Young Rosa Parks

This is a guest post by Rachel Gordon, Visitor Services Specialist at the Library. 

Rosa Parks, half-length portrait, circa 1950. Prints & Photographs Division

Rosa Parks. The name immediately brings to mind a woman who stood her ground, whose brave and principled refusal to give up her seat to a white man on a Montgomery, Alabama city bus was a pivotal event in the Civil Rights Movement. On the 108th anniversary of Rosa Park’s birth, the courageous action she took and the events she precipitated remain as relevant and important as ever. There’s so much from her life story to learn and discuss – but how best to access it with children in a way that goes beyond the “lady on the bus” anecdote?

On December 1, 1955, the day of the incident on the bus, Rosa Parks was 42 years old. But what were her experiences before that? What shaped her? Her childhood provides a fascinating glimpse into how her family and upbringing formed a strong and committed activist who devoted herself to fighting against injustice for decades.

The Library’s exhibition Rosa Parks: In Her Own Words delves into Mrs. Parks’ s personal papers to document her life and activism and to give us a fuller and more intimate view of this remarkable woman.

Rosa Louise McCauley was born on February 4, 1913, in Tuskegee, Alabama and grew up under the strict segregation and injustice of the Jim Crow South. Rosa, her mother Leona, and her younger brother Sylvester lived with their maternal grandparents in Pine Level, Alabama. Her parents separated when she was very young; she didn’t see her father, James McCauley, again until she was an adult.

Rosa’s grandparents, Sylvester and Rose Edwards, were instrumental in her upbringing and the development of her character and beliefs. Her grandfather’s harsh childhood, vividly described in her autobiography, was full of brutal treatment that marked him physically and psychologically. It left him with a fierce determination to fight injustice, and to stand up for his beliefs and self-respect in any way that he could – principles he passed on to young Rosa. She writes of waiting up with him when he stayed awake and armed, night after night, to protect his family from the rampaging Ku Klux Klan. She was six.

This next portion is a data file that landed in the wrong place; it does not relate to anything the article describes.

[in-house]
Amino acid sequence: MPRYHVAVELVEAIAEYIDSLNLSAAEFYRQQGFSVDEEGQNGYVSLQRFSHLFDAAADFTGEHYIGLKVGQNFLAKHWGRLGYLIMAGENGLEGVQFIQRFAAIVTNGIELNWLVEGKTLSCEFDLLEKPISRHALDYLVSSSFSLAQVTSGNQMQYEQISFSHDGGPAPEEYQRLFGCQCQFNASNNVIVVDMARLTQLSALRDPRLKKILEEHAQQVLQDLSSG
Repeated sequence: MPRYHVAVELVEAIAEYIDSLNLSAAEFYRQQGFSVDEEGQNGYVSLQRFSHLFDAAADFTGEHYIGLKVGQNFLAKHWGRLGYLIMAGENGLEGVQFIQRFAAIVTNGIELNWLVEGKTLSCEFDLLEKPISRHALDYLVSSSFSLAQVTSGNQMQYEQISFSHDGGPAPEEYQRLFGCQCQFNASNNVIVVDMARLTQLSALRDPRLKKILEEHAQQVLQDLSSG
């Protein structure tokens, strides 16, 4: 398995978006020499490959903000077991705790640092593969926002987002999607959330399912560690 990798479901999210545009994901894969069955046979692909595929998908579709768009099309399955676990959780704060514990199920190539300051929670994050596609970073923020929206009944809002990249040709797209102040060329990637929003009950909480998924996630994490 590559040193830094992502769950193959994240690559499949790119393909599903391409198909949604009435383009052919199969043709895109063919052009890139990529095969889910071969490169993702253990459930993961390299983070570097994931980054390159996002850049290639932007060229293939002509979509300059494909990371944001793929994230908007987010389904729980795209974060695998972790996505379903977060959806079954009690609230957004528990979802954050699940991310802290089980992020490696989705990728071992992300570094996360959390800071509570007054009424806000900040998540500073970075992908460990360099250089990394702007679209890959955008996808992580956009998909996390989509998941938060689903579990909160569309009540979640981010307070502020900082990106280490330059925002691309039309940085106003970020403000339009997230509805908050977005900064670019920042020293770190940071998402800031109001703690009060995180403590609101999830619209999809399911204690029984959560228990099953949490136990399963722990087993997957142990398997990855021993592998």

At age 10, Rosa picked up a piece of brick when a white boy threatened to hit her, causing him to back down. When her horrified grandmother scolded her for an action that could have had serious repercussions, Rosa was angry and upset. “I would rather be lynched than live to be mistreated”, she later recalled.

Families can read Rosa Parks’s story in her own words in the documents presented in the Library’s exhibition online and in the books My Story (Dial Books, 1992) and I am Rosa Parks (Dial Books for Young Readers, 1997), both written with Jim Haskins. You also can hear Rosa Parks describe her life and activism and hear portions of My Story read by former National Ambassador for Young People’s Literature Jacqueline Woodson in this short video (see portion 0:00-01:58 but note that the subsequent portions describe violence that may not be suitable for young children).

Two more titles are particularly suited for very young readers (K-3):

  • Kaiser, Lisbeth. Rosa Parks (Little People, BIG DREAMS, 9). Publisher: Frances Lincoln Children’s Books, 2017.
  • Jazynka, Kitson. National Geographic Readers: Rosa Parks. Publisher: National Geographic Kids, 2015.
A hand drawn image of Rosa Parks on a bus with "Happy Birthday" written behind her

Sarah N. Saker, Hastings Middle School, Columbus, Ohio, “Happy B-Day Mrs. Parks!,” ca. January 2000. Visual Materials from the Rosa Parks Papers, Prints and Photographs Division, Library of Congress

The Library’s exhibition focuses on Rosa Parks’s words and writings and includes the work of letterpress artist Amos Paul Kennedy, who used Rosa’s words to convey her determination and her moral, principled stance in a dramatic series of prints. They provide ideal inspiration for creating equally arresting, artwork about Rosa Parks – or any subject of your choice. More information about Kennedy’s work, quotes from Parks, and advice for how kids can use similar techniques is also included in the Library’s family activity kit, Remembering Rosa Parks.

Although Rosa and her husband Raymond Parks had no children of their own, children were a significant part of Rosa Parks’s life. She was a beloved aunt to her brother Sylvester’s thirteen children, and in 1987 Rosa Parks and her longtime friend Elaine Steele co-founded the Rosa and Raymond Parks Institute for Self Development. The goal of the institute was “to motivate and direct youth not targeted by other programs to achieve their highest potential.” Rosa Parks’s papers are also filled with cards from children, wishing her a happy birthday or thanking her for her activism. You can find examples and inspiration for creating similar cards here.

Rosa Parks grew up to become the “first lady of civil rights” and an iconic figure admired worldwide. How today’s younger generation face up to the challenges of the mid 2020s is still to be determined, but there couldn’t be a better role model than the indomitable Rosa Parks.

2 Comments

  1. James Mackasey
    February 4, 2021 at 11:15 am

    Do you do virtual presentations for high school students on Rosa Parks?

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